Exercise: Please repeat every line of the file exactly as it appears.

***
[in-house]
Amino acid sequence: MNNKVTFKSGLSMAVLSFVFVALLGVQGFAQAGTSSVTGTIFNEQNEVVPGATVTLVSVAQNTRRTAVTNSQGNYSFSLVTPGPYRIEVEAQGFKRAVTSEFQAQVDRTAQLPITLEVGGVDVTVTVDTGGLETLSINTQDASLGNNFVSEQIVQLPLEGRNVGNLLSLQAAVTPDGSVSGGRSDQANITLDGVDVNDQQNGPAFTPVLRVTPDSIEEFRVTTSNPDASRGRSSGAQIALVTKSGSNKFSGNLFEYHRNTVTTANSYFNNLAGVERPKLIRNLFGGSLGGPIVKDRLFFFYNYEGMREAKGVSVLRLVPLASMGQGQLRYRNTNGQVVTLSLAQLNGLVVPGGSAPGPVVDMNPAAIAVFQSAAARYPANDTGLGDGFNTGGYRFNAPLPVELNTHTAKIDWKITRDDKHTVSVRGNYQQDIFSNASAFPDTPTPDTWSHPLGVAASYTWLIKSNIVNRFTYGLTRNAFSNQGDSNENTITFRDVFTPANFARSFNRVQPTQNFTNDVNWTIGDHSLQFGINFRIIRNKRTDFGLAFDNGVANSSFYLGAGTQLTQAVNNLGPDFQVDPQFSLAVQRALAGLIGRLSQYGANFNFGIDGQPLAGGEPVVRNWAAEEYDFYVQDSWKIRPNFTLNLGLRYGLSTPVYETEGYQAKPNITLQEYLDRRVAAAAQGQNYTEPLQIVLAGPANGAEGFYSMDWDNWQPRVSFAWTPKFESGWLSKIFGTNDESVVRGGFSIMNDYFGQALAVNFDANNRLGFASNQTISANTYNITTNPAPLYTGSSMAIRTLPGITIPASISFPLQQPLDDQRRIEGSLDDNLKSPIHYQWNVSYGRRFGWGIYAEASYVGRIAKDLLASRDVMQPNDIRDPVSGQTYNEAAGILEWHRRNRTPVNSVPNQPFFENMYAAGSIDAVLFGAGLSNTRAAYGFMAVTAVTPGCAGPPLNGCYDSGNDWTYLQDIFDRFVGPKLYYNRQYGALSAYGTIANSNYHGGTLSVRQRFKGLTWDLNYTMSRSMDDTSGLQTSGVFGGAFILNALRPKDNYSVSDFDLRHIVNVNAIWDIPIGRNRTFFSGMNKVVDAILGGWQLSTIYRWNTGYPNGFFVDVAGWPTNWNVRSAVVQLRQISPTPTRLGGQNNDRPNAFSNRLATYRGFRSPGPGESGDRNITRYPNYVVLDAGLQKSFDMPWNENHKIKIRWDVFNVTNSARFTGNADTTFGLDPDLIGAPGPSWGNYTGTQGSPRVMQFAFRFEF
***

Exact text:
[in-house]
Amino acid sequence: MNNKVTFKSGLSMAVLSFVFVALLGVQGFAQAGTSSVTGTIFNEQNEVVPGATVTLVSVAQNTRRTAVTNSQGNYSFSLVTPGPYRIEVEAQGFKRAVTSEFQAQVDRTAQLPITLEVGGVDVTVTVDTGGLETLSINTQDASLGNNFVSEQIVQLPLEGRNVGNLLSLQAAVTPDGSVSGGRSDQANITLDGVDVNDQQNGPAFTPVLRVTPDSIEEFRVTTSNPDASRGRSSGAQIALVTKSGSNKFSGNLFEYHRNTVTTANSYFNNLAGVERPKLIRNLFGGSLGGPIVKDRLFFFYNYEGMREAKGVSVLRLVPLASMGQGQLRYRNTNGQVVTLSLAQLNGLVVPGGSAPGPVVDMNPAAIAVFQSAAARYPANDTGLGDGFNTGGYRFNAPLPVELNTHTAKIDWKITRDDKHTVSVRGNYQQDIFSNASAFPDTPTPDTWSHPLGVAASYTWLIKSNIVNRFTYGLTRNAFSNQGDSNENTITFRDVFTPANFARSFNRVQPTQNFTNDVNWTIGDHSLQFGINFRIIRNKRTDFGLAFDNGVANSSFYLGAGTQLTQAVNNLGPDFQVDPQFSLAVQRALAGLIGRLSQYGANFNFGIDGQPLAGGEPVVRNWAAEEYDFYVQDSWKIRPNFTLNLGLRYGLSTPVYETEGYQAKPNITLQEYLDRRVAAAAQGQNYTEPLQIVLAGPANGAEGFYSMDWDNWQPRVSFAWTPKFESGWLSKIFGTNDESVVRGGFSIMNDYFGQALAVNFDANNRLGFASNQTISANTYNITTNPAPLYTGSSMAIRTLPGITIPASISFPLQQPLDDQRRIEGSLDDNLKSPIHYQWNVSYGRRFGWGIYAEASYVGRIAKDLLASRDVMQPNDIRDPVSGQTYNEAAGILEWHRRNRTPVNSVPNQPFFENMYAAGSIDAVLFGAGLSNTRAAYGFMAVTAVTPGCAGPPLNGCYDSGNDWTYLQDIFDRFVGPKLYYNRQYGALSAYGTIANSNYHGGTLSVRQRFKGLTWDLNYTMSRSMDDTSGLQTSGVFGGAFILNALRPKDNYSVSDFDLRHIVNVNAIWDIPIGRNRTFFSGMNKVVDAILGGWQLSTIYRWNTGYPNGFFVDVAGWPTNWNVRSAVVQLRQISPTPTRLGGQNNDRPNAFSNRLATYRGFRSPGPGESGDRNITRYPNYVVLDAGLQKSFDMPWNENHKIKIRWDVFNVTNSARFTGNADTTFGLDPDLIGAPGPSWGNYTGTQGSPRVMQFAFRFEF